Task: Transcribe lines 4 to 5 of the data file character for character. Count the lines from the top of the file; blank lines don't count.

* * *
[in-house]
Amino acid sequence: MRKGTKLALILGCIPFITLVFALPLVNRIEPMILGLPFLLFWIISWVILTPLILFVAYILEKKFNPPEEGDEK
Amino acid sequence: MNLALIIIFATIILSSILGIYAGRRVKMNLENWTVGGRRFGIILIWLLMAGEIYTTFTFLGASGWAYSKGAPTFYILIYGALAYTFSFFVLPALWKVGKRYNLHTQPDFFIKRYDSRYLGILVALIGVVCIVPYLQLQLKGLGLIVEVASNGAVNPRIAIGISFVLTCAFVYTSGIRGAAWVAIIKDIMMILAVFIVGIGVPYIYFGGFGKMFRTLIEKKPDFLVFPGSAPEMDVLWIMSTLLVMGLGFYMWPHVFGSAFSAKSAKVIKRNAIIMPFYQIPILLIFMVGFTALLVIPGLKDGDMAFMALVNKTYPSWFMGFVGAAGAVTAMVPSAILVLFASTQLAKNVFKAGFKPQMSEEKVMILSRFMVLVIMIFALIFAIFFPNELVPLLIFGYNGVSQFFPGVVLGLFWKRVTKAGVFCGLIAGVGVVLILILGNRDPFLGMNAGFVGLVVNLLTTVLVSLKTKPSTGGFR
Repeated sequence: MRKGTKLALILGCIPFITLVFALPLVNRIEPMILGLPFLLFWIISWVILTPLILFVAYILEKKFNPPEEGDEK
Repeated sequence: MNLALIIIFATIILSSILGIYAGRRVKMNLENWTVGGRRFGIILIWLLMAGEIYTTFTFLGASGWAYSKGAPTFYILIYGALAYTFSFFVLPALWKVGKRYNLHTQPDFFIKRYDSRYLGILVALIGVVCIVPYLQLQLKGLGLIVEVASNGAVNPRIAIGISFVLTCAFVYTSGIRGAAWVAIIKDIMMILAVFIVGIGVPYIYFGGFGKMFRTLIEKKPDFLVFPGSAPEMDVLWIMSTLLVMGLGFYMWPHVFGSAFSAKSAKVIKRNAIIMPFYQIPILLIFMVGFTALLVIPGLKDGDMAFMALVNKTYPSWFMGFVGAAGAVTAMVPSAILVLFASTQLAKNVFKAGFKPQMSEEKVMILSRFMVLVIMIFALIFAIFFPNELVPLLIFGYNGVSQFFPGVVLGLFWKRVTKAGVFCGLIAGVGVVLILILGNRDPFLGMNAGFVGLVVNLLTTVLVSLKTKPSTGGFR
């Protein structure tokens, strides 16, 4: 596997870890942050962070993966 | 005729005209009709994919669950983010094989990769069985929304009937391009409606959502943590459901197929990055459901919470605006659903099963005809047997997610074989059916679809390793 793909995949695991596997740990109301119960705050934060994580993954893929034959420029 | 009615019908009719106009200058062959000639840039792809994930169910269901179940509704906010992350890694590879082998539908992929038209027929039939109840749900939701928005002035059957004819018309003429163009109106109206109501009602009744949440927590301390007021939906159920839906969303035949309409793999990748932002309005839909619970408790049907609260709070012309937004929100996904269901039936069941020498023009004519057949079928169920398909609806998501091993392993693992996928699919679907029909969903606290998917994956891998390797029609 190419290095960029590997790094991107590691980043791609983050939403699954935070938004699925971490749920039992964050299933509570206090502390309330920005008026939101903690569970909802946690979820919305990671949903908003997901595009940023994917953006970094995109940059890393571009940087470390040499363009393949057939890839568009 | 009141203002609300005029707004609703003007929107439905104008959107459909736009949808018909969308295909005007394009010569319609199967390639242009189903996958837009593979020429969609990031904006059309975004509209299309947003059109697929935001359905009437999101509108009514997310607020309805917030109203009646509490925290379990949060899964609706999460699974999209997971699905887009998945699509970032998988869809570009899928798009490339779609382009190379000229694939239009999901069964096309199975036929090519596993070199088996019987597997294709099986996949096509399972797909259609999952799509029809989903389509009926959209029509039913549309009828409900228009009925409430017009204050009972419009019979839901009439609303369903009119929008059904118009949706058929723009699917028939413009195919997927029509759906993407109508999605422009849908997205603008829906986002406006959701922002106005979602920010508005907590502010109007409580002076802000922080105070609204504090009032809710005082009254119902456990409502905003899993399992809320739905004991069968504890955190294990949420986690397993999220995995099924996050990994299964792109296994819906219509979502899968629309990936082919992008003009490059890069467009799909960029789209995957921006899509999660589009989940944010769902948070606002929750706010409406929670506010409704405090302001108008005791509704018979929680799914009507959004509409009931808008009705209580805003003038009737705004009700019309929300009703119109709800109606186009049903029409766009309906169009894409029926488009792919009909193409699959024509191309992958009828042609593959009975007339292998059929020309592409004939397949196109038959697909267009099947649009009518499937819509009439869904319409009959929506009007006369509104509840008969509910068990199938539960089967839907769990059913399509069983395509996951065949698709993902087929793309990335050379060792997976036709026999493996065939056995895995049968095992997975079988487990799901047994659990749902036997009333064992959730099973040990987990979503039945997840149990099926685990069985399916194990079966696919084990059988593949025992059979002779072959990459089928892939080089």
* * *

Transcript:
Repeated sequence: MRKGTKLALILGCIPFITLVFALPLVNRIEPMILGLPFLLFWIISWVILTPLILFVAYILEKKFNPPEEGDEK
Repeated sequence: MNLALIIIFATIILSSILGIYAGRRVKMNLENWTVGGRRFGIILIWLLMAGEIYTTFTFLGASGWAYSKGAPTFYILIYGALAYTFSFFVLPALWKVGKRYNLHTQPDFFIKRYDSRYLGILVALIGVVCIVPYLQLQLKGLGLIVEVASNGAVNPRIAIGISFVLTCAFVYTSGIRGAAWVAIIKDIMMILAVFIVGIGVPYIYFGGFGKMFRTLIEKKPDFLVFPGSAPEMDVLWIMSTLLVMGLGFYMWPHVFGSAFSAKSAKVIKRNAIIMPFYQIPILLIFMVGFTALLVIPGLKDGDMAFMALVNKTYPSWFMGFVGAAGAVTAMVPSAILVLFASTQLAKNVFKAGFKPQMSEEKVMILSRFMVLVIMIFALIFAIFFPNELVPLLIFGYNGVSQFFPGVVLGLFWKRVTKAGVFCGLIAGVGVVLILILGNRDPFLGMNAGFVGLVVNLLTTVLVSLKTKPSTGGFR